Metabolife International wins appeal over ephedra

Related tags Metabolife Appeal Supreme court of the united states

The United States Court of Appeals for the Eleventh Circuit has
thrown out a $4.1 million jury award against Metabolife, the
embattled former producer of ephedra-based Metabolife 356, ruling
that insufficient scientific evidence was presented at the 2002
trial to link the product to stroke or heart attacks, reports
Jess Halliday.

In November 2002 a district court in Birmingham, Alabama, found in favor of the four plaintiffs in the case of McClain v Metabolife International. They claimed that taking the Metabolife 356 had caused them to suffer various injuries, including strokes or heart attacks.

However the three-judge appeals court concluded that neither of the expert witnesses, Dr James O'Donnell and Dr Hashim Hakin, "utilized a reliable methodology to prove that use of Metabolife 365 actually causes strokes or heart attacks, either generally or in these plantiffs"​.

Both O'Donnell and Hakim based their testimonies on conclusions drawn from ephedra's classification as sympathomimetics, a family of drugs that stimulate the cardiovascular system by raising heart raise and blood pressure.

Long-term use of ephedrine can cause vasospasm (the narrowing of blood vessels) and vasculitis (inflammation or irritation of blood vessels), said O'Donnell, both of which conditions can lead to heart attacks or strokes.

He also said that the addition of any amount of caffeine to ephedrine makes it more toxic, posing an "imminent risk of death."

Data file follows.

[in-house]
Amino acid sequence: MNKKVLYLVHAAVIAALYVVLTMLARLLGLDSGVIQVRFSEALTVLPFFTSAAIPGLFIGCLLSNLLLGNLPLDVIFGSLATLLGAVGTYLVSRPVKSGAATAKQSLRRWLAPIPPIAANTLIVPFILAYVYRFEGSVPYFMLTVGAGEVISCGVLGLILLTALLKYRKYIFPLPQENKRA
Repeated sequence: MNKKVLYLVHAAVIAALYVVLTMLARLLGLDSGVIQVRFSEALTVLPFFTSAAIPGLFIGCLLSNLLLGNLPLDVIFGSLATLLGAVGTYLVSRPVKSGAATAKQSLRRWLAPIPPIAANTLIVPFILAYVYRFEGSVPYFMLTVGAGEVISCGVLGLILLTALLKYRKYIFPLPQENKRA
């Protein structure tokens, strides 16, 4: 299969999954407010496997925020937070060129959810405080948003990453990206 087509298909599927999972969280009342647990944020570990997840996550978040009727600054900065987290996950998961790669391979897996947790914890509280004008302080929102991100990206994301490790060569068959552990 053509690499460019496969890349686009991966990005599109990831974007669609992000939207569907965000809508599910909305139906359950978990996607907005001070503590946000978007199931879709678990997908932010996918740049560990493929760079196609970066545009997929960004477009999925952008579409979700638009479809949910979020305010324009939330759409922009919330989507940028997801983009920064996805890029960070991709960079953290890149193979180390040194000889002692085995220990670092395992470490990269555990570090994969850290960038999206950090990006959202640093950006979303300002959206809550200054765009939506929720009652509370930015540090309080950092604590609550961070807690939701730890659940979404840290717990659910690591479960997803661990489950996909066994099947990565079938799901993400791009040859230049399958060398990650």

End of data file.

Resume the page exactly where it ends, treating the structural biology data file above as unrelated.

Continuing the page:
However the appeals court said that the value of his conclusions was diluted by repeated use of conditionals in his description of sympathomimetics' effects: for example, when​ you constrict blood vessels, you may​ raise blood pressure; if​ you stimulate the heart and increase the pulse, you may​ cause an abnormal heart rate.

It said that the experts substituted their own ipse dixit​ (unproved assertion) for scientific proof and did not applying the level of intellectual rigor required of an expert testifying about causation in a toxic tort case such as this.

David Fawel, counsel for the plaintiffs, told that the battle is far from over. He said that the experts testimonies at the trial have since been corroborated by new scientific evidence.

"It is almost like we are being punished for being first,"​ he said. He plans to petition for a rehearing enbanc, that is, bringing the case before all the active judges in the circuit. If this is not granted - as indeed such petitions rarely are - he may go so far as to appeal to the Supreme Court.

However John Kavanagh, counsel for Metabolife, said: "Obviously the company is very pleased with the outcome. Metabolife believes it is the outcome that should have been reached two years ago - before it even came to trial."

He added that the science used by the FDA to support last year's ban on supplements containing ephedra in the United States was more lenient still than that used in the 2002 lawsuit, suggesting that it "may perhaps have reacted in a premature fashion in response to bad publicity"​.

Last week's decision does not mean the end of the affair for Metabolife, which now sells a range of non-ephedra dietary supplements that it says are safe and effective when taken as directed.

The company's former chief executive Michael Ellis has been charged with making "fictitious and fraudulent representations"​ to the FDA about the safety of Metabolife 365 and "corruptly endeavoring to influence, obstruct and impede proceedings"​ in relation to the ban.

The company has also asked a federal judge in New York to approve a multimillion dollar class action settlement with consumers in 300 personal injury lawsuits who are alleged to have suffered injuries when taking Metabolife 365. A hearing is scheduled for this month.

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